Published January 2, 2016
Like any presidential election year, 2016 isn’t likely to see many policy breakthroughs. But it may be the year when we finally come to terms with the disastrous futility of the crusade for “comprehensive” immigration reform.
For more than a decade, policy makers have disdained targeted reforms of particular elements of immigration policy. Instead, advocates have sought to consolidate major expansions in all forms of immigration into one massive package, in the hope that it would attract a coalition broad enough—reaching from the Chamber of Commerce to agricultural employers to Google to La Raza to the ACLU—to roll over opposition to any particular expansion and thereby avoid the need to compromise. About all that immigration critics have been offered is the enforcement of existing laws.
This has turned the debate into an all-or-nothing fight, encouraging the parties to the argument to exhibit the most extreme versions of themselves. Thus the familiar media spectacle of fearful xenophobia squaring off against self-loathing post-Americanism—even though very few Americans of any political persuasion answer to either description. This comprehensive approach has now been tried unsuccessfully under presidents and congresses of both parties. As the current presidential campaign suggests, Republicans in particular are unlikely to try it again.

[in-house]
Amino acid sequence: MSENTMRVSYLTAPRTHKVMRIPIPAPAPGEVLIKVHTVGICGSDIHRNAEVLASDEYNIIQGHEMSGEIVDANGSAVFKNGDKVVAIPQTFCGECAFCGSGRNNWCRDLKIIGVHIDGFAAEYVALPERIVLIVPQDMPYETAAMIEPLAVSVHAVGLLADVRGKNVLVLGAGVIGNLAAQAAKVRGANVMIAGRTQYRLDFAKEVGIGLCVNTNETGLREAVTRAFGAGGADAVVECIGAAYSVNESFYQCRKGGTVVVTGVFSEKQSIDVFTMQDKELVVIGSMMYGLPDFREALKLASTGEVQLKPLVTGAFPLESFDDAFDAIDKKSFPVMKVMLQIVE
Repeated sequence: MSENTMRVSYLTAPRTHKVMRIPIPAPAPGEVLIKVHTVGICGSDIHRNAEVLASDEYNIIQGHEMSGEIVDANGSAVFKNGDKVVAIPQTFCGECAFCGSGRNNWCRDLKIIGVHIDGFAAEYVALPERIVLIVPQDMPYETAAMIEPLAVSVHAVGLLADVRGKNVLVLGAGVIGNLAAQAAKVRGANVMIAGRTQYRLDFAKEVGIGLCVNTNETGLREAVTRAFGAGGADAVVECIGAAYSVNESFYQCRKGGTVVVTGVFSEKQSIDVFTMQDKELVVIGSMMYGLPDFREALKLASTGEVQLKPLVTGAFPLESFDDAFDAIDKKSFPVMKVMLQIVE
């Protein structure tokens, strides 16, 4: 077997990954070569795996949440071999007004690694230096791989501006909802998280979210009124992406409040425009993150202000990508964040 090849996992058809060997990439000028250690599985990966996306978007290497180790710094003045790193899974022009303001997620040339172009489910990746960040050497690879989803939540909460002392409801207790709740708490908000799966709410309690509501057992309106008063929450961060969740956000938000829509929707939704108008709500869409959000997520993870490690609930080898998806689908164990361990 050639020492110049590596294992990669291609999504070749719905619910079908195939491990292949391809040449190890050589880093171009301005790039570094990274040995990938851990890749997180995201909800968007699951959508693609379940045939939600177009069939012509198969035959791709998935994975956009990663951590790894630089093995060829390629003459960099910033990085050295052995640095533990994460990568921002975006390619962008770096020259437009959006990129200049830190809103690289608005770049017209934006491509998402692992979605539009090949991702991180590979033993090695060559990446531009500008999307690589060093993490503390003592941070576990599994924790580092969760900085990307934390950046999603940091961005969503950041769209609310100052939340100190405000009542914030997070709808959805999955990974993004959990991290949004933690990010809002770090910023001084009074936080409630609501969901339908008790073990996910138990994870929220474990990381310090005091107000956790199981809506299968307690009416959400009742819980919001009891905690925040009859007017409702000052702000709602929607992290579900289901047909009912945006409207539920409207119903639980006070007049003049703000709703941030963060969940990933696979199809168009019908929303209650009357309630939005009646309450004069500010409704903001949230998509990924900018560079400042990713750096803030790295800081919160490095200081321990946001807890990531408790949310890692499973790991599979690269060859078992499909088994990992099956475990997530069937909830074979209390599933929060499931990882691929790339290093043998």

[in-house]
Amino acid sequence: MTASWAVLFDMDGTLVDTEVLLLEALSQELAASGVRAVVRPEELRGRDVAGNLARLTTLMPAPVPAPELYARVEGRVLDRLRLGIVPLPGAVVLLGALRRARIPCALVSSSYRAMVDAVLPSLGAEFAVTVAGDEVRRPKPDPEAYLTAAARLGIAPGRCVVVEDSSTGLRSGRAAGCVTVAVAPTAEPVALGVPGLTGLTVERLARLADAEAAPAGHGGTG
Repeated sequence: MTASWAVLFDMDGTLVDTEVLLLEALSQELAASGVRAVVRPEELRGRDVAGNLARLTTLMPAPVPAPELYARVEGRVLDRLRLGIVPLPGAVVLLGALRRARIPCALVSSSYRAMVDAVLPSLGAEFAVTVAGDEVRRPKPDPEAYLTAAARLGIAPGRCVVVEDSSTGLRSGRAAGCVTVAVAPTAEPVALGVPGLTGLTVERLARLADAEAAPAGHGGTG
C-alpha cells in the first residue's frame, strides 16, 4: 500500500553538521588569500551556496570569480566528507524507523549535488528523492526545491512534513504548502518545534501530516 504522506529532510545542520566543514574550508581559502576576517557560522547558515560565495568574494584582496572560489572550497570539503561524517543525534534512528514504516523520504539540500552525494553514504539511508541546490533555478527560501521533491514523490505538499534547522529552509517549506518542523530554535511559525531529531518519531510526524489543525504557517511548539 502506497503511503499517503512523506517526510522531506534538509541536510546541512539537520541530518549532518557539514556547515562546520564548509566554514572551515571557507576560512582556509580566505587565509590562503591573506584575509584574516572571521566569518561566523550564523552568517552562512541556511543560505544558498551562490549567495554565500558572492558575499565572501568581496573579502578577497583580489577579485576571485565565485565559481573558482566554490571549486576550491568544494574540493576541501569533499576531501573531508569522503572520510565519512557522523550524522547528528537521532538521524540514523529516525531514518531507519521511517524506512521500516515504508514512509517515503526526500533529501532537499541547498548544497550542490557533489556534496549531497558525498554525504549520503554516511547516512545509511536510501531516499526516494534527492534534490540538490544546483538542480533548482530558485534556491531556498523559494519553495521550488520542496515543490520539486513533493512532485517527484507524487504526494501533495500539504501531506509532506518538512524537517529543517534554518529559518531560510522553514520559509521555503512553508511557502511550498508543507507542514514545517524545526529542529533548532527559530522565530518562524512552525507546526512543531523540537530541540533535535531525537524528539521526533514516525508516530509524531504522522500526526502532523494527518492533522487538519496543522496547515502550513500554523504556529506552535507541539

Instead, we can hope for targeted efforts to address specific challenges and needs. This new approach could recognize, for instance, that there is now a much stronger case for more high-skilled immigration than for more low-skilled immigration (for reasons of integration, fiscal prudence and pressures in the labor market). It could acknowledge that the current policy on family reunification is too broad. It could seek a real compromise on the status of people who entered the country illegally but have long resided here—perhaps through legalization short of citizenship.
The goal should be incremental compromises that make our immigration policy more coherently serve national interests—more restrictive in some respects, more open in others. It won’t all happen this year, but grasping the futility of the comprehensive approach would be a start.
Mr. Levin is the editor of National Affairs and a fellow at the Ethics and Public Policy Center.